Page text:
“When we develop a business initiative, our aim is to turn it from an incubation into a fully-fledged business. The first step is to attract capital in order to start operating. As soon as there’s enough capital for a couple of years, the business can stand on its own two feet and pay its staff. And it can then get down to the real work.”
TCX: from beermat to respected brand
It all started back in 2005 with TCX (The Currency Exchange Fund). Three idealists from the world of development finance got together in an Amsterdam café to try and work out a means of ensuring that development banks did not pass on their currency risks to the weakest link in the value chain: the end users or consumers. TCX was launched two years later to manage currency risks in frontier markets by providing local currency hedging services. Today, 13 years on, it’s a well-established and highly respected brand, hedging all flows coming out of development finance institutions to make sure that local entrepreneurs can repay in their own currencies.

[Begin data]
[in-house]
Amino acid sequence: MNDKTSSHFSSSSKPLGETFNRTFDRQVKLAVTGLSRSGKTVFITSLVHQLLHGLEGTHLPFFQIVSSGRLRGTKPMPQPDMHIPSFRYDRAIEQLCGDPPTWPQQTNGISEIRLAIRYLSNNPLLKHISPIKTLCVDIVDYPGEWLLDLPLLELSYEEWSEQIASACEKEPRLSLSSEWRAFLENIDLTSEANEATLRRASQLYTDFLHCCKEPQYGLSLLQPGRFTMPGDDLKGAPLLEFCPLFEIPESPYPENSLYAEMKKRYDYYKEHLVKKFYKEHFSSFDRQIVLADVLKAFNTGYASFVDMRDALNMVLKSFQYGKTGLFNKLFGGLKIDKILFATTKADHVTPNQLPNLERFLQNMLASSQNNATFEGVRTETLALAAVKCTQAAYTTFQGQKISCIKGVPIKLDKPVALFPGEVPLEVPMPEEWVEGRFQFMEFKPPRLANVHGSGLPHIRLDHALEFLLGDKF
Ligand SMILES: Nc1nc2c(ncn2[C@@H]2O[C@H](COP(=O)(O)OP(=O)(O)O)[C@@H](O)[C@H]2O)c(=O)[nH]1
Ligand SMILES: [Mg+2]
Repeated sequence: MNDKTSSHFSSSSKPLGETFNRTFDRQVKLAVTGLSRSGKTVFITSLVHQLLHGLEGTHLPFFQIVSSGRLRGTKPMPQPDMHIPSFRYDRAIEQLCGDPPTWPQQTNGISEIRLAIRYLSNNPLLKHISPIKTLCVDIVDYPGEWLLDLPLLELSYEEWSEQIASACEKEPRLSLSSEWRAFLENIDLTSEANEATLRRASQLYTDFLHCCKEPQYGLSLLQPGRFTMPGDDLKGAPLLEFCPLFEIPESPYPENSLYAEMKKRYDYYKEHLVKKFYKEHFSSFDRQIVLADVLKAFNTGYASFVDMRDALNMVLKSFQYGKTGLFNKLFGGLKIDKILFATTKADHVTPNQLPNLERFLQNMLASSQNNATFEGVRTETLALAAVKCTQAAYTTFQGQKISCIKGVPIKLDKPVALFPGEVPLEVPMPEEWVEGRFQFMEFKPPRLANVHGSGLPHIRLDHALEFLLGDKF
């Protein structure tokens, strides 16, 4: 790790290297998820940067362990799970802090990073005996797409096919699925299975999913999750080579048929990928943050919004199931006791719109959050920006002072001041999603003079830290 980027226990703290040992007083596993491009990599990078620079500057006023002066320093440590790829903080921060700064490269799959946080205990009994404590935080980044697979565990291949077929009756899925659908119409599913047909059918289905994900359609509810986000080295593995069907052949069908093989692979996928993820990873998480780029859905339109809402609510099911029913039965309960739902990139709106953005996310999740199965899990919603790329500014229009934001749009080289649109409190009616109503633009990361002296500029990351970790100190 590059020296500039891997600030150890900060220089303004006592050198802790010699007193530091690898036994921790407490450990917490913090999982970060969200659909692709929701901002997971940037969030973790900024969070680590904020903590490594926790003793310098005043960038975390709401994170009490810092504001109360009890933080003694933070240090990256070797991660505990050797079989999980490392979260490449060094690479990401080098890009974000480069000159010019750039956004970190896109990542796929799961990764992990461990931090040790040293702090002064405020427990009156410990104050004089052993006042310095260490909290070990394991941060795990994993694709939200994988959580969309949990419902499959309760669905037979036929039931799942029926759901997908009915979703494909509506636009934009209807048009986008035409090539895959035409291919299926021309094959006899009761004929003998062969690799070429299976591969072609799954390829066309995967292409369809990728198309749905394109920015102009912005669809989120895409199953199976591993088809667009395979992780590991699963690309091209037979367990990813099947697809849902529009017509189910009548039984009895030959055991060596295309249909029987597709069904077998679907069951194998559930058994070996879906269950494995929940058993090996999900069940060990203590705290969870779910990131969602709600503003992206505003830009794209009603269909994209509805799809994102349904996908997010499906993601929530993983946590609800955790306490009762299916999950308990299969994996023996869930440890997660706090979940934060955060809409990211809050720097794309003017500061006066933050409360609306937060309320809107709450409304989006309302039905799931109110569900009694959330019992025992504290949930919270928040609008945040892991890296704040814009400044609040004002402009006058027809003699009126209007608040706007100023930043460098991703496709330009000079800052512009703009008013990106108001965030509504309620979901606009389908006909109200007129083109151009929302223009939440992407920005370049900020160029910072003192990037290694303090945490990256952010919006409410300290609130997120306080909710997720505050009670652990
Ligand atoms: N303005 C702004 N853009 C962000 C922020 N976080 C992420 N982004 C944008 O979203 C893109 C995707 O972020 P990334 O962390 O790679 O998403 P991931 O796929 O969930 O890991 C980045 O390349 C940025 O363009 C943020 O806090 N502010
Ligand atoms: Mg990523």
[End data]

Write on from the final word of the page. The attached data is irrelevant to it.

“TCX and our other companies are all additional to the market,” Henderson stresses. “So if a commercial player can step in, TCX will step out. The whole point of our businesses is to build the markets and then, once they can fly, to retreat. So it really is development finance.”
“The fact is that, if TCX wasn’t around, there would be much less money flowing into the developing world because the development banks would view the risk as being too big. The existence of this service means that money can be lent to a local institution, in local currency by a development bank that has hard currency on its balance sheet. So by providing the service, TCX has a massive impact.”
ILX: bridging the financing gap